There still remains the aggregation of many polls of different vintages to determine \(A\) and \(B\). The traditional application of conditional probability using the beta distribution and random sampling simply adds all the poll results. This is a naive approach because the population proportion is not - and should not be - static. It is subject to change as a result of current events. We use a simple heuristic approach to aggregate all the polling results (separately for each state) by using an exponential decay to discount distant (past) polling data – the discount is a function of the age of a poll, relative to the most recent poll. Consider a series of polls \(m_t\), where \(m_t\) is the number of Obama supporters in a poll conducted at time \(t\). Suppose the current time is \(c\); then we compute the parameter \(A(c)\) as follows:
\[A(c) = \sum_{t \le c}e^{\frac{-(c-t)}{h}}m_t\]

The constant \(h > 0\) can be viewed as a decay parameter – it modulates how quickly the past poll data will be discounted. If \(h\) is large, the decay is slow, meaning that past data will be discounted slowly. On the other hand, a small \(h\) discounts recent poll results heavily. At the smallest values of \(h\), only the most recent poll will be counted. We can similarly compute the \(B(c)\) parameter by keeping track of the number of Romney supporters in the polls.

Since using the raw number of supporters in a poll to compute the beta parameters (\(A\) and \(B\)) tends to provide an extreme win/loss probability, we use a scaling factor to modify the beta parameters while keeping their relative proportionality intact.

Data Sources

Please contact us if you'd like to obtain the list of polls we used as data sources.

Appendix A

What happens in case the Electoral College is tied?

The Twelfth Amendment, proposed by Congress in 1803 and ratified by the states the next year (following the 1800 tie in the Electoral College), provides that if no presidential candidate has obtained a simple majority of the votes in the Electoral College, the House of Representatives elects the President according to the following procedure. Only the three presidential candidates with the highest number of votes remain in the race (e.g., in the 2004 race: unless Ralph Nader obtained at least one vote in the Electoral College, this would mean only John Kerry and George W. Bush would remain in the race). Each state representation in the House convenes to decide for whom to cast the single ballot they are given to represent that state. The candidate with a simple majority of all the state ballots (i.e., 26 votes) wins, and at least 34 votes must be cast (the quorum requirement being that 2/3 of the states must be represented).

This procedure was only applied once, in 1824, not due to a tie but to the multiplicity of candidates: Andrew Jackson received 99 votes, short of the 131 then required to be elected, John Quincy Adams 84, William Crawford 41 and Henry Clay 37. Clay being fourth in line was excluded from the Twelfth Amendment procedure, and Adam subsequently won the House vote with 13 out of then 23 state ballots.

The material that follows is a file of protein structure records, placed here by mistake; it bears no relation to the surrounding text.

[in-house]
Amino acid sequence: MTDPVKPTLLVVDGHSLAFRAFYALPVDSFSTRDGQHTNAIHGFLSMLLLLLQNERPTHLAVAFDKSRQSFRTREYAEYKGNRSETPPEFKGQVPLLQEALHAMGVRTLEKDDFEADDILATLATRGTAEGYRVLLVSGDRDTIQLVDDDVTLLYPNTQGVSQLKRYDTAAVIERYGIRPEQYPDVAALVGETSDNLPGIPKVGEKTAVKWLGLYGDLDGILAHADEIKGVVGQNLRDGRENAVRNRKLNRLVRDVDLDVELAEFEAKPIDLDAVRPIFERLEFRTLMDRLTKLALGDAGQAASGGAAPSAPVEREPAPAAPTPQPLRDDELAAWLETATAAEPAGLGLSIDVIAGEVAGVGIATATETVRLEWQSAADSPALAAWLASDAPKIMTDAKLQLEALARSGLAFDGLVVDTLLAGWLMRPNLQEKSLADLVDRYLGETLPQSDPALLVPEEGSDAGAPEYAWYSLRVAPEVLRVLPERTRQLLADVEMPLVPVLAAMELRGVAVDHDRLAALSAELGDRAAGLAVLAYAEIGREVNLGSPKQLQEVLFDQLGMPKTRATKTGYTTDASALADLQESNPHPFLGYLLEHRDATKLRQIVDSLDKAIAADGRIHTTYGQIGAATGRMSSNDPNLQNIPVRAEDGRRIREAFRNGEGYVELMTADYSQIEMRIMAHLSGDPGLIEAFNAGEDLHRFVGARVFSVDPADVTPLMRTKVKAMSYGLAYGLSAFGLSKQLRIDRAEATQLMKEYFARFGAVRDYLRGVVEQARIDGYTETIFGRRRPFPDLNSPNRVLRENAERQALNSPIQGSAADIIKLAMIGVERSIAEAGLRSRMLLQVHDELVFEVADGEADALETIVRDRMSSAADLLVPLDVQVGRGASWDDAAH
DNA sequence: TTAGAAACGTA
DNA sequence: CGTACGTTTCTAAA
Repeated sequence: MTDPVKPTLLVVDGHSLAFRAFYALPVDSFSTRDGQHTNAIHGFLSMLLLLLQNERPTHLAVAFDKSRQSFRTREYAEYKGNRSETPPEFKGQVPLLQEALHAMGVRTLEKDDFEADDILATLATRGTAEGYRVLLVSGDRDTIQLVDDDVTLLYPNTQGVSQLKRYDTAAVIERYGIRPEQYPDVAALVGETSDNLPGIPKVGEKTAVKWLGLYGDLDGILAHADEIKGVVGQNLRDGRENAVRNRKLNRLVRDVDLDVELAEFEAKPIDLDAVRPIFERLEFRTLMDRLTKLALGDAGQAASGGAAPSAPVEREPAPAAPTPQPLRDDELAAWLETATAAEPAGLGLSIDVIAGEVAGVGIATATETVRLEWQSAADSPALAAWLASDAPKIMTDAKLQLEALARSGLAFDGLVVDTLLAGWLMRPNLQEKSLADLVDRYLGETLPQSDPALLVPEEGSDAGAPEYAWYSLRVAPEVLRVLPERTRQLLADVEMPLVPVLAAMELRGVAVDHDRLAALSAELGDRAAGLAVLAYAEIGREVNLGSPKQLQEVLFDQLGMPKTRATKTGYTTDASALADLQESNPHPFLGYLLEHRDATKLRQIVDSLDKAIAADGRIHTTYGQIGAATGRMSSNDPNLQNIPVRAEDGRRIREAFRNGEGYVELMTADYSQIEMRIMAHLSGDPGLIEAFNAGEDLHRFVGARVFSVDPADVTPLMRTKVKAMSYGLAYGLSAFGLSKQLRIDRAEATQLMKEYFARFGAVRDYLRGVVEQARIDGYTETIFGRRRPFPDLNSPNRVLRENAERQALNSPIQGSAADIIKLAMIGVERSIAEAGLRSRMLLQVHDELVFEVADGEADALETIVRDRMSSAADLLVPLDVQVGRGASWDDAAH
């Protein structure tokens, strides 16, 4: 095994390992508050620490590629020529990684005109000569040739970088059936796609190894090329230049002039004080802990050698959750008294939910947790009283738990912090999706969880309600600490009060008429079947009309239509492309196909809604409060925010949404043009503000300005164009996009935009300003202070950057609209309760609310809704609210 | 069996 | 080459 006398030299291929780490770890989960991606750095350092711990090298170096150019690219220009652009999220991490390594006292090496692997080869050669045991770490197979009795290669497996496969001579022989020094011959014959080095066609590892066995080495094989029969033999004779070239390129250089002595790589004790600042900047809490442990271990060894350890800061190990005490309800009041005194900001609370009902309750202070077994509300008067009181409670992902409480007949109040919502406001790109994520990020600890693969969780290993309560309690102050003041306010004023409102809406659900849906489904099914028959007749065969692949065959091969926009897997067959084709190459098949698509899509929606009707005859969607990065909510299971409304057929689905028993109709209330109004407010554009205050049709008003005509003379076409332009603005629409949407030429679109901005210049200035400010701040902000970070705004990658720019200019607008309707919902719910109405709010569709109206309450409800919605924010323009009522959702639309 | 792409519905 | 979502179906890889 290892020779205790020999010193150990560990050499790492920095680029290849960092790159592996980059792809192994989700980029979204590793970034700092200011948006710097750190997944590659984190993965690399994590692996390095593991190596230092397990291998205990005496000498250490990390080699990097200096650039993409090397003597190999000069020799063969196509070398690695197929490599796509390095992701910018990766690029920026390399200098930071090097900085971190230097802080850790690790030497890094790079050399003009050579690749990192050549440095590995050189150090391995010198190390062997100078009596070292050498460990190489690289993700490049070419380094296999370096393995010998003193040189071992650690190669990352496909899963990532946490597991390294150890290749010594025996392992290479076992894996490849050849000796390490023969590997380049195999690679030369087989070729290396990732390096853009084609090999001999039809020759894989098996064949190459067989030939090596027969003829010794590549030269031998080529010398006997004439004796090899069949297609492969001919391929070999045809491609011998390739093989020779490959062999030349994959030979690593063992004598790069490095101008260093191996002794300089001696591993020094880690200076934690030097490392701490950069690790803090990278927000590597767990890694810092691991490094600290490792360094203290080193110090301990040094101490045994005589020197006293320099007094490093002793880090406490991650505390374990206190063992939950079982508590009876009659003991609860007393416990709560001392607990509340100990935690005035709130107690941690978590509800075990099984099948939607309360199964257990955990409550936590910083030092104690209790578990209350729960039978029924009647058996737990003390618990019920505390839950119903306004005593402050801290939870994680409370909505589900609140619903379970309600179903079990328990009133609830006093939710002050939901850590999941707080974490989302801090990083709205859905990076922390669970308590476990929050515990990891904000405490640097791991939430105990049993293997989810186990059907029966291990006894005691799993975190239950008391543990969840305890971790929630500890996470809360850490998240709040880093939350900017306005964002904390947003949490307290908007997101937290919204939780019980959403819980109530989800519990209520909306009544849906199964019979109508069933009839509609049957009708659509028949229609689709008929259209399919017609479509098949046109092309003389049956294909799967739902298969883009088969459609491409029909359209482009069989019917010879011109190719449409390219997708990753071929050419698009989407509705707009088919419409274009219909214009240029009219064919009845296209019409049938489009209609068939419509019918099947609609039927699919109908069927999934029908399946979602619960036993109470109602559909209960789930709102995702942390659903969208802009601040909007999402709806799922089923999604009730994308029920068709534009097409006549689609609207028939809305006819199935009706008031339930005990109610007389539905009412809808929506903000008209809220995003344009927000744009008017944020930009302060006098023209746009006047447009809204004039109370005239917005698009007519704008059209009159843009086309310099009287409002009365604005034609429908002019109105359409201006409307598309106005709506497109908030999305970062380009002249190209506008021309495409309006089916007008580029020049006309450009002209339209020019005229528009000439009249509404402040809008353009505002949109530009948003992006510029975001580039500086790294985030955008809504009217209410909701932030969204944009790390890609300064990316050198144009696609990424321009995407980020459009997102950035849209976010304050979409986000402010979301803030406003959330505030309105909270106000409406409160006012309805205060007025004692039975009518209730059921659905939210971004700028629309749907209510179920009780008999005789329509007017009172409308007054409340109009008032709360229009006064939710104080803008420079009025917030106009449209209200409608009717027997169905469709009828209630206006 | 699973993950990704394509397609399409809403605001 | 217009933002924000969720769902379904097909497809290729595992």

Another point worth noting is that electors in the College cast two separate ballots: one for the President, one for the Vice-President. A residency requirement prevents an elector from casting both votes for presidential and vice-presidential candidates both residing in the elector’s own state. In practice this residency requirement is not an issue since presidential and vice-presidential candidates on each ticket reside in different states, precisely to avoid this problem. (In the 2000 election, a controversy arose around then vice-presidential candidate Dick Cheney having moved from Texas to Wyoming a few months before the election, so as to avoid a residency conflict with running mate George W. Bush. The case was dismissed by the courts.)

One consequence of having electors cast two separate and in a sense independent votes for President and Vice-President is the need for a separate back-up procedure to elect the Vice-President in case the Electoral College is tied or unable to reach a simple majority for that office. The Twelfth Amendment provides that, similarly to the presidential vote tie-breaking procedure, the Senate then elects the Vice-President, each senator casting one vote. The vice-presidential candidates in the race are limited to those having obtained the two highest numbers of votes (this usually means two candidates, unless there is a tie for the second place). In the 2012 election, this most likely would mean that only Joe Biden and Paul Ryan would be in the race. The vice-presidential candidate with a number of votes equal to or greater than the simple majority of all senators (i.e., with 51 votes or more) wins, with the president of the Senate being denied his or her tie-breaking privilege for that election. (A quorum of 2/3 is here again required, i.e. 67 voting senators.)

Finally, the Twentieth Amendment provides for the case in which the procedure laid out by the Twelfth Amendment is itself deadlocked — which is not unlikely in the House procedure to elect the President, since a number of state representations are currently evenly split Democrats and Republicans. According to the Twentieth Amendment, if a Vice-President has been elected, he or she shall act as President until a President has been elected. If no Vice-President has been elected, Congress may legislate to fill in both offices.

In 2012, it is likely that a tie in the Electoral College would lead to the election of Mitt Romney by the House, and it is probable although less certain that the Vice-President elected by the Senate would be Paul Ryan. The possibility of having Mitt Romney elected President and Joe Biden elected Vice-President is remote but cannot be entirely ruled out given the current composition of the Senate.